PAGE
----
Chairman Moyer then spoke concerning the discussion of the establishment of a Water Authority. All parties spoke in favor of a true Authority, while the City of Asheville planned to look at what basis they would consider a true Authority. It was Chairman Moyer=s belief that the City of Asheville would not support setting up an Authority. Commissioner Gordon was of the same opinion. Following some discussion of various possibilities, Chairman Moyer stated that he felt that all control of this would ultimately remain in a department in the City of Asheville.


Commissioner Ward questioned if the Asheville/Buncombe/Henderson Water Authority (ABHWA) dissolved, where Henderson County would stand in regards to the agreement. Chairman Moyer answered that the City of Asheville would assume the obligations to us. The City of Asheville looks at this as their assets and their control. This opinion was not shared by other members of the Authority, since the assets have been purchased with fees paid by the users.


Commissioner Gordon questioned if the true Authority does not work, what will work best for Henderson County, what will work for the users, and how we get something out of all this agony? Commissioner Hawkins stated that he believed that it might be time to pursue legal recourse against the City and insist they fulfill their agreement. Chairman Moyer stated that it would be very costly, and may not be worth our while.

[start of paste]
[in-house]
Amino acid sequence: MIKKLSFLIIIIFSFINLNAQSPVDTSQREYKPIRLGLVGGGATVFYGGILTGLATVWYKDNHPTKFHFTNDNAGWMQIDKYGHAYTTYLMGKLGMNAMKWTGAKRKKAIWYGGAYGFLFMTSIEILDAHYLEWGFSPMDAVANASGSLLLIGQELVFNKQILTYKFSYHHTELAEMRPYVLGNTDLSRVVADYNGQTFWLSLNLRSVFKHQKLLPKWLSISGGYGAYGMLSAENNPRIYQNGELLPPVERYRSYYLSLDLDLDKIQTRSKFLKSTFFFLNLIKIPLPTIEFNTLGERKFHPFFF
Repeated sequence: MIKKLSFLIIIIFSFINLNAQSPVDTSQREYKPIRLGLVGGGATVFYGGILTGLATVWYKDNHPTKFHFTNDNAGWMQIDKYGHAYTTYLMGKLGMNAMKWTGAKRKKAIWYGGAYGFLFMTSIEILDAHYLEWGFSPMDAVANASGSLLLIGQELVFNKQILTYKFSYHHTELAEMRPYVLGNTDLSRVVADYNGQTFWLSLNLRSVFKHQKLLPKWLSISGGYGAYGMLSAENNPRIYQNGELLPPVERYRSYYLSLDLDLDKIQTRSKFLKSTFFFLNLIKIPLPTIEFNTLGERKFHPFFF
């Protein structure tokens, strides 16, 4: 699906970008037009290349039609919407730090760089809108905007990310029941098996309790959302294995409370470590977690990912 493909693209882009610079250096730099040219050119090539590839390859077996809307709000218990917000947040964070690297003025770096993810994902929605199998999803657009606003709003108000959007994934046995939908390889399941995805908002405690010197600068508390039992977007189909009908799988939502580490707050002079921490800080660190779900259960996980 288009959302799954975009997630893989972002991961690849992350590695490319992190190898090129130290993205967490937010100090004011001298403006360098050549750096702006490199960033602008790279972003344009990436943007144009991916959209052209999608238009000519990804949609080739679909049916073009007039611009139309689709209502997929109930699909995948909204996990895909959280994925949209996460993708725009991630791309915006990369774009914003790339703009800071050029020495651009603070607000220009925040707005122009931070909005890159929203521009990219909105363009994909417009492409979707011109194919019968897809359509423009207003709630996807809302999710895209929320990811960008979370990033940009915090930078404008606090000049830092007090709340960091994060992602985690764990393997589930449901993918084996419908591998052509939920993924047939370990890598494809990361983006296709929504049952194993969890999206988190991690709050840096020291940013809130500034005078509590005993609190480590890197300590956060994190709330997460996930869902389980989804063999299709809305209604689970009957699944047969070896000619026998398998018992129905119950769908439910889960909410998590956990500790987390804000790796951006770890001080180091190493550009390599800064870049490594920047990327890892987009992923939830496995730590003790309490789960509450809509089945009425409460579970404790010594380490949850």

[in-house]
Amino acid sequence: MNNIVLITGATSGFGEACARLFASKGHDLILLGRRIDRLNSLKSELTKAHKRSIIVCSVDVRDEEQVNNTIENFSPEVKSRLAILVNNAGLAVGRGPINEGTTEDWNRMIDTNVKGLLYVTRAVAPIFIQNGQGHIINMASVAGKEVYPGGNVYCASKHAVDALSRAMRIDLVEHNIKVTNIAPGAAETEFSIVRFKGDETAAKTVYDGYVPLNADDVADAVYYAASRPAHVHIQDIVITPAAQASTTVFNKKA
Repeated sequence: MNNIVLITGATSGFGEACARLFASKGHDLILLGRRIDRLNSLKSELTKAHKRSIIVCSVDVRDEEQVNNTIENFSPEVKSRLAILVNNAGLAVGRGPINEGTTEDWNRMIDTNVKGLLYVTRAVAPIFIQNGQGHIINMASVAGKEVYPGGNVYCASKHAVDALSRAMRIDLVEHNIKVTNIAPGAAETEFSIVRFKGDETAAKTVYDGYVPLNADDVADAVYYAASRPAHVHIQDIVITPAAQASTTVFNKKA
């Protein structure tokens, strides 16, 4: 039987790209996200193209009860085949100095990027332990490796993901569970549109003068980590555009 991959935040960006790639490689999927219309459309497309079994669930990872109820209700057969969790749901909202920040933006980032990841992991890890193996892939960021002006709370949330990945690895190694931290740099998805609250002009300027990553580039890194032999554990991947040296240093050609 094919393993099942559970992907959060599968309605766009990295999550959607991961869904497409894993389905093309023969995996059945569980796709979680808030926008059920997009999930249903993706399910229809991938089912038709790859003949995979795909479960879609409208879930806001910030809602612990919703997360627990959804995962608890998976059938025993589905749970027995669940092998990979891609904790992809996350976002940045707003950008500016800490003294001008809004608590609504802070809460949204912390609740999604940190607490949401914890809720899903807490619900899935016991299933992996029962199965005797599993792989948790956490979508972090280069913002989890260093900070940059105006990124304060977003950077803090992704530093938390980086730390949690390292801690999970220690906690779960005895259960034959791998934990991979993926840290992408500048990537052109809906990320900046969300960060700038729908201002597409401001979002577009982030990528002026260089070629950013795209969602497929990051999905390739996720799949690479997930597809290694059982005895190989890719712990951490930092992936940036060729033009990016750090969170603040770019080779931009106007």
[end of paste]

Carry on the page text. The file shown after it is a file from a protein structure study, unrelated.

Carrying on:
There was much additional discussion on the best option for the county, including the possibility of selling the Bent Creek property and getting into the water business. The High Vista line is currently underused, and might be purchased by the County as a starting place. Mr. Tweed felt the City of Hendersonville would probably not be receptive to such a plan.


In October 2001, Chairman Moyer had devised a proposal to get something out of the Regional Water Agreement. The list of what the County would get consisted of:

1. $250,000 a year for 20 years

2. All customers in Henderson County would be turned over to the County

3. Purchase water from the Water Authority at $.56 per 1000 gallons with a 2.5% annual inflation factor.